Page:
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US House of Representatives Debates New War Bills



10 May 2007

In the latest challenge by Democrats to President Bush over funding for military operations in Iraq, the House of Representatives is debating a new bill to support troops in Iraq and Afghanistan. VOA's Dan Robinson reports from Capitol Hill where Republicans opposed the legislation, and an accompanying measure calling for the rapid withdrawal U.S. forces and contractors from Iraq within 60 days.

Democrats divided the war funding measure vetoed by the president last month into three pieces.

A main bill, scheduled for a vote late Thursday, would provide $43 billion for U.S. troops in Iraq and Afghanistan through July, including funds to train Iraqi and Afghan security forces.

Congress would take another vote before its long summer recess in August on whether to release nearly $53 billion more to maintain operations through September.

In a move to satisfy members on the far left of their party who have called for a rapid U.S. withdrawal from Iraq, Democratic leaders also brought a separate measure to the floor calling for a rapid withdrawal of combat forces, and private contractors, in Iraq.

A third measure contains funding for agriculture and other needs, spending that Republicans and the president said should not have been linked to the war bill.

On the House floor, Congresswoman Louise Slaughter said Democrats strategy is aimed at a responsible withdrawal of U.S. forces.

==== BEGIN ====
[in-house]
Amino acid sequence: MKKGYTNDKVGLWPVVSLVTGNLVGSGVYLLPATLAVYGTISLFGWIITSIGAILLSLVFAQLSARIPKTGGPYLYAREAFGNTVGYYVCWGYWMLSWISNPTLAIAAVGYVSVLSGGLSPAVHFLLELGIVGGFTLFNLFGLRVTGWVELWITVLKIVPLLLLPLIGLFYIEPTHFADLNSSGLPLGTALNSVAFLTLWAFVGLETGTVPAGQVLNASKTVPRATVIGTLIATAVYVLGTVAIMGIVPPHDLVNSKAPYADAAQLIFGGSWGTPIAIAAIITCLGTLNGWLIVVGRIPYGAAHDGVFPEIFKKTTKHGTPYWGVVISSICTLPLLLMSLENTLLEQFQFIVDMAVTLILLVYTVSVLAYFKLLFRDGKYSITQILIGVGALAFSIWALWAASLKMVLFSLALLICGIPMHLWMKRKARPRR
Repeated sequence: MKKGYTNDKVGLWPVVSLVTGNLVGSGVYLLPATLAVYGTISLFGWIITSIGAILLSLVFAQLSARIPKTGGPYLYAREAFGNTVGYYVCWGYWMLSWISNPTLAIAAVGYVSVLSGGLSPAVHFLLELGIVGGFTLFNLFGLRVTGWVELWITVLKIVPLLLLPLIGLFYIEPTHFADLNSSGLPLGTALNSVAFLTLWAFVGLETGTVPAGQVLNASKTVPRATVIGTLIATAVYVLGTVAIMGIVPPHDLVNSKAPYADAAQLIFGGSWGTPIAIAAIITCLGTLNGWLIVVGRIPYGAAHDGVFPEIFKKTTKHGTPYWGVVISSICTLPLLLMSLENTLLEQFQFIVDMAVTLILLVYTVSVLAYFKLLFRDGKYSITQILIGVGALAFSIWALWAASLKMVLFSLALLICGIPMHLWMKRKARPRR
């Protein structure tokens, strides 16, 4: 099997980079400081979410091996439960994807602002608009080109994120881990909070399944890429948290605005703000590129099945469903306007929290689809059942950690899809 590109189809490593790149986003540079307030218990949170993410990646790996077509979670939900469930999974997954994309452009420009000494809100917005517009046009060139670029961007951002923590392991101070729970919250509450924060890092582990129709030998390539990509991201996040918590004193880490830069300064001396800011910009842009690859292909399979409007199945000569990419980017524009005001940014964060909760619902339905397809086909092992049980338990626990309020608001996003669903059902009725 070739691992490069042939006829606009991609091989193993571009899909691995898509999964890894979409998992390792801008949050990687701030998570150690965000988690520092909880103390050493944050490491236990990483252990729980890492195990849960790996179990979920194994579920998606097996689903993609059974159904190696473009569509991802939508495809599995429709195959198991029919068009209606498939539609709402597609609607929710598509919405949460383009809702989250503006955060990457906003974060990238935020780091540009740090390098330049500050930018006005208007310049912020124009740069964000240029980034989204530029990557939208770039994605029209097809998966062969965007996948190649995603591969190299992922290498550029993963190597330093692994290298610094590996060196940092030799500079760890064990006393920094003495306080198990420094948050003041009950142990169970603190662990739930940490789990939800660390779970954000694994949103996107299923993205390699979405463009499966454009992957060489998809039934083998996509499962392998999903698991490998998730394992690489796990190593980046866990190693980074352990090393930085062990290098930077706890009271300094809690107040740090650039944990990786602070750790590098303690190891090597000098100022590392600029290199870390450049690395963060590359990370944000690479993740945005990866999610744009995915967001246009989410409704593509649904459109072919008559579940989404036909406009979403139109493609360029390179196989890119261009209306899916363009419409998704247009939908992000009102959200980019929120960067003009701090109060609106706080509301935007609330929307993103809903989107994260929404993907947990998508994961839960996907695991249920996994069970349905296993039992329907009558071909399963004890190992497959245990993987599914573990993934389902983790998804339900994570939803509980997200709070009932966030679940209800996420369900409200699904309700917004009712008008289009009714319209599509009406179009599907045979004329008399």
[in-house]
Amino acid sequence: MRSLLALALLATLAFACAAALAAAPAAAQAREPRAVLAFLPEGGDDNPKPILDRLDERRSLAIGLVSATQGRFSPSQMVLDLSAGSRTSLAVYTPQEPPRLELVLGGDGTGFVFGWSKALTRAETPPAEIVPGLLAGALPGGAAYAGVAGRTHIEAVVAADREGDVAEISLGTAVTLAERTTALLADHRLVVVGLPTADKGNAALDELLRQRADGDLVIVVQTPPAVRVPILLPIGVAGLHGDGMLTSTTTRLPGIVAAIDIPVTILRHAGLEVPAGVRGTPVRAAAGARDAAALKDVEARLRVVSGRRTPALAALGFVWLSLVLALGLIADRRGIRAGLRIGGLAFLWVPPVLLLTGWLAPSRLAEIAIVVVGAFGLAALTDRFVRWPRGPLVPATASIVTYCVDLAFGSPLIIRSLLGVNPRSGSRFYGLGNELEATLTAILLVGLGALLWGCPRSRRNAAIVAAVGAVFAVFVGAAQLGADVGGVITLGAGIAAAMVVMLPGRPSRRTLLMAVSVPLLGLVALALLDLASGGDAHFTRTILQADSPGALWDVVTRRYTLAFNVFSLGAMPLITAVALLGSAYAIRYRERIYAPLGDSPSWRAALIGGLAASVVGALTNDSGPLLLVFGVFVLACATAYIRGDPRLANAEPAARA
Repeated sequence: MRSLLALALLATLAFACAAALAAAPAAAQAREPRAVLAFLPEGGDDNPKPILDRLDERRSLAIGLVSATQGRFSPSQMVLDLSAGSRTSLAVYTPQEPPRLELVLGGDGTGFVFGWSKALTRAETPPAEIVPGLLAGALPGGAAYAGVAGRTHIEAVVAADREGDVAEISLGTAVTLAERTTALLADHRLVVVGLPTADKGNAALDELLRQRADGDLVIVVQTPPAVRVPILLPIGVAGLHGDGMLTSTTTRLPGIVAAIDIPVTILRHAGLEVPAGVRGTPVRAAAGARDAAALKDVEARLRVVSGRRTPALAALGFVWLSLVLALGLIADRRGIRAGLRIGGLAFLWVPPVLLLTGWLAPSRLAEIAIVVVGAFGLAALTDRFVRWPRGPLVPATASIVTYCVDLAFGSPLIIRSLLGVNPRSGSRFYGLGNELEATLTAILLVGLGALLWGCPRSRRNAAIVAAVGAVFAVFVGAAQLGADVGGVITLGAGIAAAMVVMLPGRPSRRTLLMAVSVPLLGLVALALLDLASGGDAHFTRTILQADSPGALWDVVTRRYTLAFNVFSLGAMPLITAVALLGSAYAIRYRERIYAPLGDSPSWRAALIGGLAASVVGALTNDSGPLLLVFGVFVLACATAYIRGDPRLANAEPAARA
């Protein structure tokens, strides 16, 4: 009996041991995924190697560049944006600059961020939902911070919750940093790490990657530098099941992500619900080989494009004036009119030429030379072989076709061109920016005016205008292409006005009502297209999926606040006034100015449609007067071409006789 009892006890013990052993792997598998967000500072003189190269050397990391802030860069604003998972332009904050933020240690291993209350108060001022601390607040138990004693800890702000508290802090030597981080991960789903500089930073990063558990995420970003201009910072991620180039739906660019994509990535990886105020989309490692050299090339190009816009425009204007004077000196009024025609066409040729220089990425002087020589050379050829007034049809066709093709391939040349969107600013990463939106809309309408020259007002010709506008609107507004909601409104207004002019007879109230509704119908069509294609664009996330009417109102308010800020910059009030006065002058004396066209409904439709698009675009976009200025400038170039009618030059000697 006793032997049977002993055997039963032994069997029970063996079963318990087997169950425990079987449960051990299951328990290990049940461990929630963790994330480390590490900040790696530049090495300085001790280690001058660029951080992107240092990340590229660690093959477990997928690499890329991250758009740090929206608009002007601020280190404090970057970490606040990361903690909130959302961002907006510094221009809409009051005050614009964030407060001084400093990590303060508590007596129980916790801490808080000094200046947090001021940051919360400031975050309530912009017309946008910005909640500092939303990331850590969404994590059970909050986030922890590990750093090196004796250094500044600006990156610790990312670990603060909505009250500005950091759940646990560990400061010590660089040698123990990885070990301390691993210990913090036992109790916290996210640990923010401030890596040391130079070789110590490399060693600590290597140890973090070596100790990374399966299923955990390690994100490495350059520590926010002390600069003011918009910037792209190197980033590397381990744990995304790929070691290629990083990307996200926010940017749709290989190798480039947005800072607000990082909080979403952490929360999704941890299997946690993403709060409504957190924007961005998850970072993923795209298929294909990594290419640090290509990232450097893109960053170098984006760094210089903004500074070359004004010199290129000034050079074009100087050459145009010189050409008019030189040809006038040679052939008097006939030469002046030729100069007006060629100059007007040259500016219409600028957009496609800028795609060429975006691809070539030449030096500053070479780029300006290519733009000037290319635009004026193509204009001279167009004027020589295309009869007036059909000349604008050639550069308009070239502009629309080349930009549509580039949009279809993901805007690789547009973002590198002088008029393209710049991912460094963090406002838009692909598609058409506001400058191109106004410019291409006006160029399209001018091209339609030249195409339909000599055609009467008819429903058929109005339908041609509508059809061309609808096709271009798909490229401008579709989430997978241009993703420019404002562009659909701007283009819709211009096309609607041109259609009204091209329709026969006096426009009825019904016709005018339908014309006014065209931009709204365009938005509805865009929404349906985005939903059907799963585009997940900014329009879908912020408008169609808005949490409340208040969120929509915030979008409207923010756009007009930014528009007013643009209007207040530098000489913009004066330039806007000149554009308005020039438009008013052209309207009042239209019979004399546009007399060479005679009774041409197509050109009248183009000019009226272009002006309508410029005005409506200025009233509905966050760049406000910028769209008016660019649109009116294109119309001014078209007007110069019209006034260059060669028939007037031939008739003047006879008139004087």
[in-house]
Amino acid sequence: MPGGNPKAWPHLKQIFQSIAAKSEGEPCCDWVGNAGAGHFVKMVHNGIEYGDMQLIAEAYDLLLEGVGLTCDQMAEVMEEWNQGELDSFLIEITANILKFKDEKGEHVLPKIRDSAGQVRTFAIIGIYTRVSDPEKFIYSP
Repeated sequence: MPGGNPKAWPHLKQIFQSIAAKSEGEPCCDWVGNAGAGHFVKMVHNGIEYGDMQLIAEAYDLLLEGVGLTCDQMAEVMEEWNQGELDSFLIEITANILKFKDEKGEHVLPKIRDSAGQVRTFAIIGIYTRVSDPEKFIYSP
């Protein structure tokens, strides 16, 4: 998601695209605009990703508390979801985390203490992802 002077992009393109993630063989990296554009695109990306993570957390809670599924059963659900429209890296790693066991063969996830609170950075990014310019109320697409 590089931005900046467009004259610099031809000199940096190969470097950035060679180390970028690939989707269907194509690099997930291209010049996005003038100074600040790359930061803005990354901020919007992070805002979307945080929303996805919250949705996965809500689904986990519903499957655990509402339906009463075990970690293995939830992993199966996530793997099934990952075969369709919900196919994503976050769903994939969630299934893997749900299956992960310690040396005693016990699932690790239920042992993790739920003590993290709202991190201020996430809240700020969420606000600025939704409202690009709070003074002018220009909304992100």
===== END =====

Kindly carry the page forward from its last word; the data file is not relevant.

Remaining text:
"We sought then as we do now to end this war, but to do so responsibly without adding to the suffering the Iraqi people and our soldiers have already experienced," she said.

David Dreier, a California Republican, renewed charges that Democrats are engaging in a "political charade".

"Funding our troops who are in harm's way is not a game," he said. "These votes may make my friends on the other side of the aisle feel good, but they are doing anything to get our troops what they need to protect themselves and to fight effectively against terrorists around the world."

If approved by the House, the new funding measure faces almost certain defeat in the Senate.

In remarks at the Pentagon Thursday, President Bush rejected in advance the Democrat-crafted legislation splitting war funding.

Democrats he said should provide full funding for the military now, and said decisions on troops levels in Iraq should await a report from the U.S. Iraq commander General David Petraeus.

"Recommendations about troop levels based upon the conditions on the ground, which stands in stark contrast to members of Congress who say we are going to determine troops levels based upon politics, or the latest opinion poll, or how we can get our members elected," he said.

Presidential spokesman Tony Snow provided some general details about the president's meeting with a group of 11 Republican House lawmakers this past Tuesday.

Republicans who took part said they gave the president a blunt assessment, including a description of Americans as being "fatigued" by the war in Iraq and the possible impact on Republican's electoral prospects.

Republican Congressman Christopher Shays, who spoke to colleagues who met the president, had this reaction to the meeting in comments to VOA.

"This president is very willing to listen," said Shays. "He has his positions, which are heartfelt. He knows that there have to be compromises at the end of the day. But he wants to give the Iraqis a chance to stand up on their own and not pull the rug out from under them, given that we attacked them and given that we eliminated all their army, their police and their border patrol. He feels that obligation and so do I.

In rejecting what he called the "haphazard and piecemeal" funding measure, the president said he agreed that requiring the Iraqi government to meet specific political and economic benchmarks, in his words, makes sense.

The president said his chief of staff would be working with lawmakers to find common ground on that issue as efforts to resolve the funding standoff continue.



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